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Toast The Macallan Sydney 2017

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I have a confession to make; my reasons for getting into whisky blogging were not entirely altruistic. The potential to be invited to sweet whisky events and perhaps imbibe even sweeter whisky – for free – was indeed a driving factor. Well, now that your image of me as a selfless writer is well and truly shattered, I am happy to report I recently received my first invite to such a whisky event and did indeed enjoy not only free whisky (including a full-size bottle as a parting gift) but also free food!...Tick and tick.


But this isn’t a post about how to get free whisky, it is an account of how The Macallan put on a whisky event and why they really are one of the best in the business for engaging with their target market. This was my second Macallan-focussed tasting event, but Toast The Macallan Australia is on a different level to your average whisky tasting night. Held at the Roslyn Packer Theatre (previously the Sydney Theatre), in the heart of Sydney, Edrington (owner of the Macallan brand) selected and decked out a stunning location.

The Richard Wherrett Studio with its wooden floorboards, high ceiling and beautiful bare brick walls dating back more that 100 years to the building’s warehouse beginnings, provided a perfect setting for fine dining and whisky tasting. Toast The Macallan has been held in South-East Asia previously but has only recently arrived in Australia; coinciding with the release onto the Australian market of The Macallan Double Oak 12 Years Old single malt whisky. The format follows a three-course fine dining meal, expertly paired with a selection of Macallan whiskies. In the case of the Sydney event, the food was curated by Australian chef James Viles of Bowral’s two hatted Biota Dining and I can report it was one of the best things I have ever tasted and not just because it was free.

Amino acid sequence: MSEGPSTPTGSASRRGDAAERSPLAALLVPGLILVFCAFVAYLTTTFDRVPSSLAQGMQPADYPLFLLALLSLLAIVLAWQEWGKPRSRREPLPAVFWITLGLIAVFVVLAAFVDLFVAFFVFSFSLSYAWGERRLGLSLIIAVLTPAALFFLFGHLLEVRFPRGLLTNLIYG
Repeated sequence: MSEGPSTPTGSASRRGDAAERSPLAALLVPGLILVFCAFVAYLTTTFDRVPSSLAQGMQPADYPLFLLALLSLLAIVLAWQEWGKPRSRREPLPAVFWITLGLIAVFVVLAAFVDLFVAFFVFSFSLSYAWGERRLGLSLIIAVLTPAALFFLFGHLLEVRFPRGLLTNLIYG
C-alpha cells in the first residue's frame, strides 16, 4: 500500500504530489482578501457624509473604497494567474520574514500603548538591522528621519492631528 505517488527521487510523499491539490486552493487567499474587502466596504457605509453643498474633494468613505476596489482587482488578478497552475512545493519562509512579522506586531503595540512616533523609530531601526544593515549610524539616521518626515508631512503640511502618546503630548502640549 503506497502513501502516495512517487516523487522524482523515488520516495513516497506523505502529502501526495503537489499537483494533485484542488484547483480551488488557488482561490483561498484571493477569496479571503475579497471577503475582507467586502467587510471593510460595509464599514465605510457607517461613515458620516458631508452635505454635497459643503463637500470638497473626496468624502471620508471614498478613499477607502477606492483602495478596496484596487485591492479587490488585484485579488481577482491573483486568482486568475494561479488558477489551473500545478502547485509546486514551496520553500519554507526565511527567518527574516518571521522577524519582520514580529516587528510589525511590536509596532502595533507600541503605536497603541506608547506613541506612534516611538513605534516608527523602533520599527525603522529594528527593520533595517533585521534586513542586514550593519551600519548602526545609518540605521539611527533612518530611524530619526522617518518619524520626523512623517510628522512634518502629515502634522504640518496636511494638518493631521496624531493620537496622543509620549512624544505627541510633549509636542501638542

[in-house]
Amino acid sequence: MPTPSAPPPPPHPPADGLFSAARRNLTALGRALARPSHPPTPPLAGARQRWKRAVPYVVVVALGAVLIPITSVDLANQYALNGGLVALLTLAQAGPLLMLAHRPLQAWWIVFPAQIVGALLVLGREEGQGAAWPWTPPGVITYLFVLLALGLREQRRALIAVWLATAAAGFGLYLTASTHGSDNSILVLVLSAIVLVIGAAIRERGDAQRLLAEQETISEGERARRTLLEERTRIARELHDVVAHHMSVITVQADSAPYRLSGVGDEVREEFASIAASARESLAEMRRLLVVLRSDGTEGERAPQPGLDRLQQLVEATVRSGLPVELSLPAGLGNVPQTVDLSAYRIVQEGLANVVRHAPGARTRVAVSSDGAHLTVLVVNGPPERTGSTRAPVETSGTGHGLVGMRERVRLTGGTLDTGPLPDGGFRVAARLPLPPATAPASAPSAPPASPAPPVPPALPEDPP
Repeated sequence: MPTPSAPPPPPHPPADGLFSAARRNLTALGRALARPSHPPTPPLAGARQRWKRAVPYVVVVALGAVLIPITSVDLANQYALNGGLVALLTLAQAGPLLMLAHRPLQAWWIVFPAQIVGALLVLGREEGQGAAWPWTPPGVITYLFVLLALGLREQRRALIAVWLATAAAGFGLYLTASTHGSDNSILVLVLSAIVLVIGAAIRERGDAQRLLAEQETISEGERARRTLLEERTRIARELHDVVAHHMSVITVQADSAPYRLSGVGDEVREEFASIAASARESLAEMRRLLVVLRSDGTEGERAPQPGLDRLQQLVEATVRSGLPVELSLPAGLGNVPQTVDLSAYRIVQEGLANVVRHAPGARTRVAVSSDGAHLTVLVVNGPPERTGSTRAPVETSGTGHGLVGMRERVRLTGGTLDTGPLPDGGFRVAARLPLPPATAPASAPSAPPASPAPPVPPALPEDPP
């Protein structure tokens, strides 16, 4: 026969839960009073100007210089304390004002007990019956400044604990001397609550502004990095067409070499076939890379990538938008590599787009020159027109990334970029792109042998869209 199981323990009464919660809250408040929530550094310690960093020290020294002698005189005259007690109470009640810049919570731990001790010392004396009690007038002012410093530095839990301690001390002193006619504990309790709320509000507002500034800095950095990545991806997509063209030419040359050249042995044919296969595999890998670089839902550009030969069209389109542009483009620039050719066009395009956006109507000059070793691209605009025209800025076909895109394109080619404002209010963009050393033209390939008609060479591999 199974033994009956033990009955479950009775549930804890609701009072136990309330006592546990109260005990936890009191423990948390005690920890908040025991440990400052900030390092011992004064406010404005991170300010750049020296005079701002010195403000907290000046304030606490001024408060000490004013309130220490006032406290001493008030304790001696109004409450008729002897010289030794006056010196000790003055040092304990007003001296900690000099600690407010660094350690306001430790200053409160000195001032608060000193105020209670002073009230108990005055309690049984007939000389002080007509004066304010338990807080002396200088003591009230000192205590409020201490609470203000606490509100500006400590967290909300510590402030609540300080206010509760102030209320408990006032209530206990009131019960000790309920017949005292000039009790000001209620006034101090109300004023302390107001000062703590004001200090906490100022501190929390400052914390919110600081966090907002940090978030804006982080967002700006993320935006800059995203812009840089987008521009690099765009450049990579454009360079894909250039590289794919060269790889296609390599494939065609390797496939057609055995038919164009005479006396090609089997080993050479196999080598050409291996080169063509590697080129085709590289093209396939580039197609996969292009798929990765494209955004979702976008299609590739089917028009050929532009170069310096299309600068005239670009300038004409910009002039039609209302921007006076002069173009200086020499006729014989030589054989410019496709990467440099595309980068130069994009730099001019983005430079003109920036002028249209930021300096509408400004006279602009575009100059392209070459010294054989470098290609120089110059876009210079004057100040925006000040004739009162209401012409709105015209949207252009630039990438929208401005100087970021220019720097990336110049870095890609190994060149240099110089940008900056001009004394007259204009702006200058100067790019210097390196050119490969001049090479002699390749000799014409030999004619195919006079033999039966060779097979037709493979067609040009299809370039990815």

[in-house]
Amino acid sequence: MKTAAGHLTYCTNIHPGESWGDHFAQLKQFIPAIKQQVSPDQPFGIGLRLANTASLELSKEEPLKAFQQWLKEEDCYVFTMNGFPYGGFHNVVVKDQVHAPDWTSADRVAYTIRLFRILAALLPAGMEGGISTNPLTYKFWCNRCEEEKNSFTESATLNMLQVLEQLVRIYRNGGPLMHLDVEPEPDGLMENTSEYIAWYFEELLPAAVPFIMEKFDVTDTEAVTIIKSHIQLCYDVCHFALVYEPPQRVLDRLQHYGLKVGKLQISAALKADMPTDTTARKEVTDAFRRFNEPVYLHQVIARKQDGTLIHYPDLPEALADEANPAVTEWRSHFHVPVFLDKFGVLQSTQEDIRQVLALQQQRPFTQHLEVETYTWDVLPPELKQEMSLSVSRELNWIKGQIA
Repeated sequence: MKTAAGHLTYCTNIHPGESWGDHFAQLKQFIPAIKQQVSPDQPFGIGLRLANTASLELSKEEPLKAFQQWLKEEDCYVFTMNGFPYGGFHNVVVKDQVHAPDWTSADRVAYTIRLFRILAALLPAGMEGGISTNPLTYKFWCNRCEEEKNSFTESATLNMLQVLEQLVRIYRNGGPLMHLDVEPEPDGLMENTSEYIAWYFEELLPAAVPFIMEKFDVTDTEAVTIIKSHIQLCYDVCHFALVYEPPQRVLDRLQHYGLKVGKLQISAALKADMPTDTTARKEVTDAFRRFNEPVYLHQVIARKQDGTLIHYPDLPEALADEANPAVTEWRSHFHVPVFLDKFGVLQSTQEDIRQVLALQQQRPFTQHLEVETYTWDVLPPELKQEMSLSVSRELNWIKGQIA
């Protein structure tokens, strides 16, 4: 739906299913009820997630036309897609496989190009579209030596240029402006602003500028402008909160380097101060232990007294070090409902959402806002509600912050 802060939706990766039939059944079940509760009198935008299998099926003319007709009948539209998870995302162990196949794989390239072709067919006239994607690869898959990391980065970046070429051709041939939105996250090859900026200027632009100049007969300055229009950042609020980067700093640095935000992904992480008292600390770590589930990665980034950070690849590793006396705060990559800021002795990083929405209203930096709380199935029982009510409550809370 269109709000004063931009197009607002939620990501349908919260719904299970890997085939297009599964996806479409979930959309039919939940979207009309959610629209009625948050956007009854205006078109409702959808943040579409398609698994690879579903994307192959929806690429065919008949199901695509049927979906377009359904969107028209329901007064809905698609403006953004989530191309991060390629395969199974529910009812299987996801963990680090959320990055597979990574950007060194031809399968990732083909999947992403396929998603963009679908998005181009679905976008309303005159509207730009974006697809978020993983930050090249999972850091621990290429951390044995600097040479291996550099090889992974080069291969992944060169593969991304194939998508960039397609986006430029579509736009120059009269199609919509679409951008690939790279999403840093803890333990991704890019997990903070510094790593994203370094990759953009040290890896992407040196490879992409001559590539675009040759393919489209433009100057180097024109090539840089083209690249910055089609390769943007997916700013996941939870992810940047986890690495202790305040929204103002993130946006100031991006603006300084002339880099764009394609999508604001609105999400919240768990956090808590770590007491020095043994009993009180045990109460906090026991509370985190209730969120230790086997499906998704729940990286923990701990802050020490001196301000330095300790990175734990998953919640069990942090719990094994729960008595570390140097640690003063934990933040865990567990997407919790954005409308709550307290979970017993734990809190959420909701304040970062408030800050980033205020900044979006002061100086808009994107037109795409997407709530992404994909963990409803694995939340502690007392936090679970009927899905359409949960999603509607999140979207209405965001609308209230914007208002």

Unfortunately for me, I had underestimated the effect of the Vivid Festival on Sydney traffic and arrived late, missing out on the canapés but still managing to grab a cocktail on my way into the venue. Canapés on offer included dried pear cigars filled with sheep’s milk blue cheese, charcoal bark with whipped roe cream, fermented garlic and clay-cooked beetroot tartare and duck ham with endive and goat's cheese. All of the canapés were delicious, apparently – I was particularly disappointed to have missed out on the duck ham. Accompanying the canapés were two whisky cocktails, an Old Fashioned made with The Macallan Double Cask 12 Years Old and the only one I got to try, a cocktail of The Macallan Fine Oak 12 Years Old, Oloroso sherry, tonic and lemon thyme which was very tasty and refreshing.

Our host for the evening was The Macallan Brand Ambassador, Sietse Offringa, son of Hans Offringa, professional whisky writer and author of more than 20 books. Sietse was brought up surrounded by whisky and developed a love and appreciation for the brown spirit from an early age. It was a pleasure to listen to Sietse (the most Scottish sounding Dutchman you are likely to find) introduce us to a selection of The Macallan range, which included The Macallan Fine Oak 12 Years Old, Double Cask 12 Years Old and The Macallan Rare Cask.